In the poem "I Want to Write," novelist and poet Margaret Walker gives us a glimpse into the heart of the emotional impetus that guided her work. She wanted to "write the songs" of her people, to hear them "singing melodies in the dark, to catch the last floating strains from their sob-torn throats."
This is a worthy question to ask ourselves. Why do we want to write this particular story, at this particular juncture in our life? Perhaps it's the question that should precede all others so that when we face that blank sheet of paper, or blank screen, we can return to the answer and renew our sense of purpose.
In Walker's case, it was the burning desire to capture the African-American experience that propelled her work forward. Her bestselling novel Jubilee (1966) chronicled the progress of a slave family after the Civil War. By telling their story, she was keeping alive their struggles, and their victories. This sense of purpose imbues narrative and poetic voice with authenticity and urgency.
There is an aboriginal folk story that tells us that the world is in a continual state of creation, a continual state of dreamtime kept alive by story and song and art. Could, then, our own emotional reasons for writing be small cogs in a much larger wheel? I like to think so.
1 Identify the underlying emotion fueling your desire to write this particular story. What motivation is propelling you forward? In the novel I've been working on for a few years, the desire to write a story that honors the place of my birth has led me onward for 600 pages. The main character, Selu, embodies everything I love about Denver and the land on which it's built. When I find myself disoriented within the landscape of the story, I return to my original motivation--to honor the land of my birth--and am guided back on course.
I also return to the aboriginal culture of Australia. In an interview with Parabola: Where Spiritual Traditions Meet, anthropologist Robert Lawlor talks about the aborigines' concept of land and story. "Aboriginal people travel constantly and rarely camp in the same spot; however, when a child is about to be born, the grandmother brings the mother to a particular place, she scoops out the earth, and the mother ... delivers the baby onto the earth.... [The child] inherits the stories of that place.... He alone carries the songs concerning the Dreamtime origins of that place."
What songs do you carry within yourself? How do they relate to the story you want to tell?
2 Identify the desire, or motion, that propels each character forward. In Kurt Vonnegut's Fates Worse Than Death: An Autobiographical Collage, he tells us every character should want something, even if it's only a glass of water." Identify that "glass of water" for each character, and then let this desire color everything the character does and says. Then take it a step further and identify the conflict, the insurmountable obstacle standing in the way of each character getting that "drink of water." The answers to these questions shape perspective, how the character views and responds to the world in which your story takes place. Ask what the relationship is between the character and the setting.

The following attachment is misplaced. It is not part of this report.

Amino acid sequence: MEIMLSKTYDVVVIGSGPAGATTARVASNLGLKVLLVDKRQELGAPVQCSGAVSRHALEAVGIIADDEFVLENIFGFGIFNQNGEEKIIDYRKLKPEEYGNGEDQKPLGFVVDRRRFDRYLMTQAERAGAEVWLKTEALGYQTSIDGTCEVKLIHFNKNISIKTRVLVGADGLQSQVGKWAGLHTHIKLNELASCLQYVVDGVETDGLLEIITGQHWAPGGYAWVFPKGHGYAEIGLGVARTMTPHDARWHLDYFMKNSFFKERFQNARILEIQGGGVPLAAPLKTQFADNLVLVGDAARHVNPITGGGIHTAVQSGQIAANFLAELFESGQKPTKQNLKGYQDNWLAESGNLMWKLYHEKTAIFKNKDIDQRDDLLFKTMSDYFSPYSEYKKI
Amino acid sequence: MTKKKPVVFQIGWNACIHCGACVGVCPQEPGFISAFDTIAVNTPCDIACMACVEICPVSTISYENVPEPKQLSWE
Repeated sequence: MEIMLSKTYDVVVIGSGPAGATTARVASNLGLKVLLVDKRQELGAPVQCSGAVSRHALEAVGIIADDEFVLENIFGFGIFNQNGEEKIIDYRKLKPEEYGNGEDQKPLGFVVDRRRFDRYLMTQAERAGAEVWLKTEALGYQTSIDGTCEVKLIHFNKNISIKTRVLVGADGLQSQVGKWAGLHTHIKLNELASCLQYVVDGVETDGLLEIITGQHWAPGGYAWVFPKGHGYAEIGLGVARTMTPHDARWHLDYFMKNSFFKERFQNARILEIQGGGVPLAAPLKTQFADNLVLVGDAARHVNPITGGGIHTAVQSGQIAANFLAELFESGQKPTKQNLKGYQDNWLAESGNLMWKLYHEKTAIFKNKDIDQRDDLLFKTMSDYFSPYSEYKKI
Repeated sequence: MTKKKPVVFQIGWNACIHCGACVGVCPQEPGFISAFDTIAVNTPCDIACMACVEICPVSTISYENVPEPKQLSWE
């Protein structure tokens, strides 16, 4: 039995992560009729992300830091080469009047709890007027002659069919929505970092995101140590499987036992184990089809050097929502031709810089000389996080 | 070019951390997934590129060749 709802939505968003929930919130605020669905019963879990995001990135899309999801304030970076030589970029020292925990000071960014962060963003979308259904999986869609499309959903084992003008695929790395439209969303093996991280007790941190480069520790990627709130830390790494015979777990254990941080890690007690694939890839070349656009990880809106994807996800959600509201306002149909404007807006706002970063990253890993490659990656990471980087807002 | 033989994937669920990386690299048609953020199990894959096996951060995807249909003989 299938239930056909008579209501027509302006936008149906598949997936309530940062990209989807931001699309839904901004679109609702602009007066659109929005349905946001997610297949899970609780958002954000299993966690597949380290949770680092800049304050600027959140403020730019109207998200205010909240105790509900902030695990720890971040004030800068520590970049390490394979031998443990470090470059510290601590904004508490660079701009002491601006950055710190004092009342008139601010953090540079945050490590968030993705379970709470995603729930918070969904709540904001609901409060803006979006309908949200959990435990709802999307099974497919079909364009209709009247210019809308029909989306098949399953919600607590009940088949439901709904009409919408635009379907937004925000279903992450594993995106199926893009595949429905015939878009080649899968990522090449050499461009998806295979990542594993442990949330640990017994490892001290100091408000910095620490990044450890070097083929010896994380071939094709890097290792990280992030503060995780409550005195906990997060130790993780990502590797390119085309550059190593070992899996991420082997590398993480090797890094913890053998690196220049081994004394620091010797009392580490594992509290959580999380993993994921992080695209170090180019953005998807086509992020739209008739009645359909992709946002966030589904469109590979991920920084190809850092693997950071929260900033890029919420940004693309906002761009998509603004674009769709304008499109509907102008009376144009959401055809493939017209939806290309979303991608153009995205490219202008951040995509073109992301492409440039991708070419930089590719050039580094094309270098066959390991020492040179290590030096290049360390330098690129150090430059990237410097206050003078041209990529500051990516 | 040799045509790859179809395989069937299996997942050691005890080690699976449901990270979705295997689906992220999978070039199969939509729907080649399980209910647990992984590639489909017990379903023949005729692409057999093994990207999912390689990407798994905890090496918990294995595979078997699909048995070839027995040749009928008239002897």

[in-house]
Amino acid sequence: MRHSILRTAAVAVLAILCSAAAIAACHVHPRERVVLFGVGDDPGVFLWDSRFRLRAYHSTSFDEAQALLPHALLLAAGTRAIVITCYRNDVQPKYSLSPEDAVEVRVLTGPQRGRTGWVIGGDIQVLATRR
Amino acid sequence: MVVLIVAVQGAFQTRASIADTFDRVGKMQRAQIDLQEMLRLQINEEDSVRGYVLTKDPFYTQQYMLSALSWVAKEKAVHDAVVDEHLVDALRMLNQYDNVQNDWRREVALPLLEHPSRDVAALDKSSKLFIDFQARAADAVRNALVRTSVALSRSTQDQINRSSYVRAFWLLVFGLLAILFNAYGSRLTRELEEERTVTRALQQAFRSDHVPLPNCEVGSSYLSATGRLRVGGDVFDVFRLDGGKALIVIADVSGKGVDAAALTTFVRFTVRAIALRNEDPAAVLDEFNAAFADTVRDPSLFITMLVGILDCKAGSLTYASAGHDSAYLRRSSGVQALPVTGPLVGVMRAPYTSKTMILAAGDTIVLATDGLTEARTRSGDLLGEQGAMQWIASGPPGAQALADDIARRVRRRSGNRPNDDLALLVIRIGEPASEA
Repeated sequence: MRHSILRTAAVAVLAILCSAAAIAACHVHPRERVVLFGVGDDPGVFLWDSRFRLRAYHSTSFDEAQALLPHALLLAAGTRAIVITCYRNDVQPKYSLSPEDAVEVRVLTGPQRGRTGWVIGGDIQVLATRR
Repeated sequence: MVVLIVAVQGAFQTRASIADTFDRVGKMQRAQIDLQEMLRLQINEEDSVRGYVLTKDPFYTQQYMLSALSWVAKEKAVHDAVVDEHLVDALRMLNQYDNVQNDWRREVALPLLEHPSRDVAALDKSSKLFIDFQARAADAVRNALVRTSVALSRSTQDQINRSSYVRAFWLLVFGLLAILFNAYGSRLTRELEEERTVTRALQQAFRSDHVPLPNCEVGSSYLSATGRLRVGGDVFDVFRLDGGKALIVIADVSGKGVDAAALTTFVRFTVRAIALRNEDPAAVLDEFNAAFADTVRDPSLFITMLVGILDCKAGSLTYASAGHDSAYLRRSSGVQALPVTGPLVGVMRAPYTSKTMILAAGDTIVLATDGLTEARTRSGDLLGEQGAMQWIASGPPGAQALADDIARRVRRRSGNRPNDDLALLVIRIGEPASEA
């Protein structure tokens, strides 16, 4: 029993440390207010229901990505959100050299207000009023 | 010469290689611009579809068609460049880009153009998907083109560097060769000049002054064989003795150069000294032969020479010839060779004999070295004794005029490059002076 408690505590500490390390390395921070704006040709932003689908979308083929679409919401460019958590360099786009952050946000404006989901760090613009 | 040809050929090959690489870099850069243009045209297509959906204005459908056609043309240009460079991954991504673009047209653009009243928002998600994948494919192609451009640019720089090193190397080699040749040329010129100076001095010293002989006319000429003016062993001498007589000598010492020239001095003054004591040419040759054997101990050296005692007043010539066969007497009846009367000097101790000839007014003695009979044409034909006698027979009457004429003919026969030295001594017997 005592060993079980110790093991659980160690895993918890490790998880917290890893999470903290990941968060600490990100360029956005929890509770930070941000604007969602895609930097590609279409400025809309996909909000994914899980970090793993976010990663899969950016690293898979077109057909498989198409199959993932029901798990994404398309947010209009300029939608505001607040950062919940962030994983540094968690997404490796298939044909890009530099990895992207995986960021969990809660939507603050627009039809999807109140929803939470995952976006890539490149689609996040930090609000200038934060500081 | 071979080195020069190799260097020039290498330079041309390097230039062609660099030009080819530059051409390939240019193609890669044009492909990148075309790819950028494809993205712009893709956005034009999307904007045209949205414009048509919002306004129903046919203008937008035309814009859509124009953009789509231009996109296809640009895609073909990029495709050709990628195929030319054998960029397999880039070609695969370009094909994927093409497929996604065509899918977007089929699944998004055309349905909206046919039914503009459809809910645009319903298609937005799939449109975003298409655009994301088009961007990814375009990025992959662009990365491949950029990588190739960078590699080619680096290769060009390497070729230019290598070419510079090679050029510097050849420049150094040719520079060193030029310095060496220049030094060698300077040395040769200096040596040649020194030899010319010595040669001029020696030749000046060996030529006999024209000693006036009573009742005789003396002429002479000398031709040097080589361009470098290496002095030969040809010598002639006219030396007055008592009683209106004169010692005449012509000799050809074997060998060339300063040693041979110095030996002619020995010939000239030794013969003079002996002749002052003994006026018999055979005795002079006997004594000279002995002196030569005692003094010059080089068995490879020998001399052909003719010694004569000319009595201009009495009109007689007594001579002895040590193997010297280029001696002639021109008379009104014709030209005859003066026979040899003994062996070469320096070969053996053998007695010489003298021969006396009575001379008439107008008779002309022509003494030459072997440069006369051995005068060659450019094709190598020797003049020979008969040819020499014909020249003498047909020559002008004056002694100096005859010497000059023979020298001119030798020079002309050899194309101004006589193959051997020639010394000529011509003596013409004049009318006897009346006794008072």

"The old man stared into the valley with his eager eyes...," John Steinbeck wrote in the final story in his collection The Pastures of Heaven. "He beat his hands helplessly against his hips. 'I've never had time to think. I've been too busy with troubles ever to think anything out. If I could go down there and live down there for a little while--why, I'd think over all the things that ever happened to me, and maybe I could make something out of them, something all in one piece that had a meaning, instead of all these trailing ends."
3 Determine which character has the most at stake in each scene, and how each scene affects each character. In the first draft of my memoir In Search of Kinship, I wrote 20 pages about a tragedy that occurred in my husband's family 15 years before we met. It seemed necessary at the time. But as I reread those 20 pages, I realized that I was not telling my story; I was telling his story. I rewrote those pages, beginning with where our two stories intersected. If you're writing fiction with multiple points of view and a scene isn't working, ask yourself: Which character has the most to gain or lose in this scene? The answer will guide you toward the most riveting point of view, and inform your decision about which scenes to dramatize and which can remain as backstory.
If you're writing memoir and describe an event that had a pivotal impact on your life, don't worry about trespassing on someone else's emotional terrain as long as you are telling your story.